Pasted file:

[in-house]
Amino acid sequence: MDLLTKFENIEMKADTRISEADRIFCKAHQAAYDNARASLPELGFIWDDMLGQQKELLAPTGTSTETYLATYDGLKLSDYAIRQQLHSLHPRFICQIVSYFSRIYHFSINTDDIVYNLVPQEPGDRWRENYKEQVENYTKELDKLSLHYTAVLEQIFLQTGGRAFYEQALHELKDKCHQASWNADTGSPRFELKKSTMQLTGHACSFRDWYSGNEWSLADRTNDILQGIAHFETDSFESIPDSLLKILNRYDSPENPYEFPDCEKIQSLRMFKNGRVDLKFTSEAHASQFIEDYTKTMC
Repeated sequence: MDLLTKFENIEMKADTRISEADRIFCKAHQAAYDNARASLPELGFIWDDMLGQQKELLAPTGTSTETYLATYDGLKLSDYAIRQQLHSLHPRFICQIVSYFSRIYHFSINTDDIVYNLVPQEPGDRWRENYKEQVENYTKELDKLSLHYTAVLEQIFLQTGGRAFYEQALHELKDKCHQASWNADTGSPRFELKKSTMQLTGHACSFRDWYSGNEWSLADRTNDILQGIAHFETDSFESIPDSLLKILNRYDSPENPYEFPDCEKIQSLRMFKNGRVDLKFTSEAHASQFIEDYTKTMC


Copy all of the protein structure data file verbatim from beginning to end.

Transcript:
[in-house]
Amino acid sequence: MDLLTKFENIEMKADTRISEADRIFCKAHQAAYDNARASLPELGFIWDDMLGQQKELLAPTGTSTETYLATYDGLKLSDYAIRQQLHSLHPRFICQIVSYFSRIYHFSINTDDIVYNLVPQEPGDRWRENYKEQVENYTKELDKLSLHYTAVLEQIFLQTGGRAFYEQALHELKDKCHQASWNADTGSPRFELKKSTMQLTGHACSFRDWYSGNEWSLADRTNDILQGIAHFETDSFESIPDSLLKILNRYDSPENPYEFPDCEKIQSLRMFKNGRVDLKFTSEAHASQFIEDYTKTMC
Repeated sequence: MDLLTKFENIEMKADTRISEADRIFCKAHQAAYDNARASLPELGFIWDDMLGQQKELLAPTGTSTETYLATYDGLKLSDYAIRQQLHSLHPRFICQIVSYFSRIYHFSINTDDIVYNLVPQEPGDRWRENYKEQVENYTKELDKLSLHYTAVLEQIFLQTGGRAFYEQALHELKDKCHQASWNADTGSPRFELKKSTMQLTGHACSFRDWYSGNEWSLADRTNDILQGIAHFETDSFESIPDSLLKILNRYDSPENPYEFPDCEKIQSLRMFKNGRVDLKFTSEAHASQFIEDYTKTMC